Ivo Welch, June 1, 2015.

Non-Computer Related Style Instructions

  1. The most unusual aspect of the CFR (compared to the JF or RFS) is that we want most exhibits (tables and figures) to have a "description" section followed by an "interpretation" sentence or two. What should an interested reader looking primarily (only) at this exhibit learn from and remember about it?
  2. We use standard U.S. English. Neither British English nor Australian English, mate. Most importantly, this means that "end quotes" follow punctuation marks, and do not precede it. We do not follow the University of Chicago dictionary or style slavishly, but it usually tells us nicely what a reasonable approach is.
  3. Articles start without a section title called "Introduction."
  4. Before equations, you do not need to write something like: "Our comparative statics are as follows: ...". Instead, omit the empty "as follows:" and write "Our comparative statics are ...".
  5. Most equations are not preceded by colons. Usually colons can be omitted.
  6. The phrase "is given by" can almost always be omitted.
  7. Use "because" instead of "since" if you mean logic. Use "since" if you mean time-precedence.
  8. Trivially short footnotes (such as, "see Fama-French:1993 and Black-Jensen-Scholes:1972") should go into the text. Superlong footnotes should be avoided. Normal footnotes are no more than 50 words long.
  9. Spell out the word "to" instead of using ranges, when possible. What does "the coefficient is --0.23--0.05" mean? Does it mean --0.18, or --0.23 to 0.05, or even -0.23 to --0.05?
  10. Let's try to use capital roman "T" for the statistical T distribution. That is, let's not lowercase or italicize "t" in Student-T distribution.
  11. If there are standard abbreviations in the literature already, please try not to innovate but to follow them. Readers really don't need to be confused any further. For example, t is usually the best variable to use for a time index, w a good name for a weight, and so on. If you have many variables, please provide a glossary table. If they are empirical variables, this table can also list data source and availability in a consistent format. If they are model variable, provide the domain.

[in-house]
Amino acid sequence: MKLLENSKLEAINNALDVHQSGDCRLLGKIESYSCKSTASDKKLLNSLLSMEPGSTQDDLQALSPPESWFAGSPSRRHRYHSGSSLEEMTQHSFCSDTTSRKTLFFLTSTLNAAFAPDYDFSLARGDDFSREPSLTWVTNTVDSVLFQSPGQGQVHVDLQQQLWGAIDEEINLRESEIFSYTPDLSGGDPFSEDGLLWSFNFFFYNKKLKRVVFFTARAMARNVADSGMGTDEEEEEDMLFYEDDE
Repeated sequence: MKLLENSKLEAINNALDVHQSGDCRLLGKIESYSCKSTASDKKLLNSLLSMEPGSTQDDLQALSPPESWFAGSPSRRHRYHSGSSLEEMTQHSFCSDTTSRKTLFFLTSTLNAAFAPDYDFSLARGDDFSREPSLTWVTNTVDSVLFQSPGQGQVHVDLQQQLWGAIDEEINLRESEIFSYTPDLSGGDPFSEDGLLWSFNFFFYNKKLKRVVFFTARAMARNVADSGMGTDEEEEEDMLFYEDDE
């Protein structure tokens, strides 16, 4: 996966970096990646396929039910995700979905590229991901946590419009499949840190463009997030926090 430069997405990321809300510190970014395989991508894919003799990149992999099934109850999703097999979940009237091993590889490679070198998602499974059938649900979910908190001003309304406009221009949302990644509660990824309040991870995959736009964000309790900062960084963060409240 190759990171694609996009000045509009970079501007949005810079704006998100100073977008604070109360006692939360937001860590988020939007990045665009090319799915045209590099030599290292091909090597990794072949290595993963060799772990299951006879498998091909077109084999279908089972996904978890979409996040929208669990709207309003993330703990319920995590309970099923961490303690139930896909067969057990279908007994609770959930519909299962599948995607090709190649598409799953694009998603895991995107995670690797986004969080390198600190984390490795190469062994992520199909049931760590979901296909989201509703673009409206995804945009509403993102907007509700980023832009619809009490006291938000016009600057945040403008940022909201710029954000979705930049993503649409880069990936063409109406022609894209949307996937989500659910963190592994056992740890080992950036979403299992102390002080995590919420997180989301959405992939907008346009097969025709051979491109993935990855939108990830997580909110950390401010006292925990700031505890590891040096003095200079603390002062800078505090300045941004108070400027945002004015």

12. Don't use & as an abbreviation for "and", unless customary or necessary (e.g., S&P500).
  13. Equations cannot contain footnotes. If you need to remark something, do so just before the equation.
  14. If you use emdashes—such as here—there is no space surrounding the quasi-parenthetical expression. However, you can often rewrite such sentences to be better without quasi-interruption.
  15. It is rare that you need a dash (—) to continue a sentence. Often, a period or colon is better.

CFR (LaTeX) Typesetting Instructions

If you use latex, we expect you to help us with the typesetting by following these instructions. We have used only standard latex styles and fonts, except for what we distribute to you (see below). If you run a reasonably new LaTeX distribution (say, 2012 or later), you should have zero problems helping us typeset the first draft of your article. You understand your paper better than we do.


To typeset CFR papers, you need to unzip nowauthortexmf.zip, which contains


These files all have to be moved either into your texmf tree, which has the same hierarchy (/usr/local/texlive/texmf-local/tex/latex/NOW/author/) or all into your local directory. (Note that the nowsort.bst file sits in a different directory, but it is not used by the CFR.)

Here is a sample installation on OSX and linux.

        $ sudo bash
        Password: ....
        # zip -r nowauthortexmf*.zip
        # cp -a tex/latex/NOW /usr/local/texlive/texmf-local/tex/latex/
        # texhash &> /dev/null
        # kpsewhich now-journal.cls
        # exit

2015: expect some rockiness in the process.


  1. CFR Issue 4 No 1 is the first printed issue that has moved to standard latex class and style formats. Please consult our distributed printed and electronic copies as your preparation templates. All our style and class files, as well as examples of the .tex and .pdf files, are conveniently available as a zip file. If you want to accomplish a visual effect, please look through the CFR Volume 4 issue, find an example, and mimick how we did it.
  2. The first page of your article has to fit title, authors, abstracts, keywords, JEL codes, thank you note, and some publication/copyright info. If your abstract is too long, rewrite it. (At beyond 150 words, it is getting ridiculous, anyway.)
  3. We want your names, email addresses, and institutions on the front page, one author each on one line. If an author does not fit, we will have to neuter him/her.
  4. If your article title is too long to look nice on the header, use the optional "header" argument in the title argument.
  5. For work purposes, name your file cfr-0001. We will rename it later.
  6. All your own definitions and macros should go into cfr-0001.sty . Your manuscript should not contain any \newcommand, \newcounter, \providecommand, \renewcommand, \def, etc.